A month ago, many people were pretty sure serious inflation concerns had passed. After the equivalent of 22 quarter-point rate hikes and the biggest drop in the M2 money supply since the Great Depression, consumer prices rose only 0.2% in July, with the year-over-year rate of increase down to 3.2%, well below its 8.3% increase in the twelve months ending in August 2022, after Russia invaded Ukraine.
But oil prices have reversed course, and in a few days, the monthly increase in the August CPI will likely show inflation came in hot. If we are right that consumer prices rose 0.6% for the month, then consumer prices are also up about 3.7% versus a year ago, an acceleration.
This is a far cry from the Federal Reserve’s stated inflation goal and more than enough to show that inflation wasn’t just the “transitory” result of COVID-related supply-chain issues or Vladimir Putin.
Other measures also show the job isn’t done. Last November, the Fed invented something called “Super Core” inflation, dropping energy, food, and housing prices, but even this measure is up 4.7% in July versus a year ago, higher than the 4.4% when it was introduced.
Some now dismiss this measure of inflation, but these are often the same people who focused on it (touting it as a better gauge than overall inflation). It’s hard for us to shake the sneaking suspicion that they went from enthusiastic to skeptical about this measure because it wasn’t showing the progress on inflation that they’d like to believe. Meanwhile, the Cleveland Fed’s median PCE inflation rate is up 4.8% in the past year.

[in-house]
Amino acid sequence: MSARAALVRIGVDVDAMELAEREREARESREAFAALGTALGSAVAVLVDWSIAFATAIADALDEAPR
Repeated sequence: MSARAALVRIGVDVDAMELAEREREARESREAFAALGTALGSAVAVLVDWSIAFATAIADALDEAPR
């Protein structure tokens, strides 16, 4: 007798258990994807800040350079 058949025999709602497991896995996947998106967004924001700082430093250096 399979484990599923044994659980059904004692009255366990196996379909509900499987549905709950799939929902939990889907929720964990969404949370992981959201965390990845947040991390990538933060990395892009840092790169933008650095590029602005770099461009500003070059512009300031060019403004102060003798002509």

We are not back to the 1970s yet, but there are some similarities. Great Society spending pushed government spending on a steep upward trajectory in the 1970s, in spite of the eventual wind-down of the Vietnam War. In turn, policymakers monetized much of this extra spending. The result: a wet blanket of big government which slowed growth, but a boost to inflation from easy money. Reagan and Volcker reversed these two policies and growth accelerated, while inflation fell, after going through a severe recession early in the 1980s.
Does this ring a bell? The government’s response to the Great Recession and Financial Panic of 2008-09 was a big shift upward in spending and the economic recovery that followed was unusually weak. Then policymakers responded to COVID with more of the same, now adding higher inflation to the mix.
It is entirely possible that the drop in the M2 measure of money ends up bringing inflation down to the Fed’s 2.0% target sometime over the next couple of years. But, if so, we don’t expect low inflation to last. There is a growing series of voices calling for the Fed to raise its long-term inflation target from 2.0% to something closer to 3.0%.
In the short run, we expect the Fed to stick to a 2.0% inflation goal. Changing the target at this juncture risks severely undermining the Fed’s credibility. This happened in the 1970s…even if not explicitly stated, the Fed shifted their thinking on inflation and said it was too hard to stop.
Inflation averaged 1.8% in the ten years pre-COVID. Don’t expect inflation to average that low in the decade ahead. Not until the US finds a way to repeat the 1980s policy mix.
Brian S. Wesbury – Chief Economist
Robert Stein, CFA – Deputy Chief Economist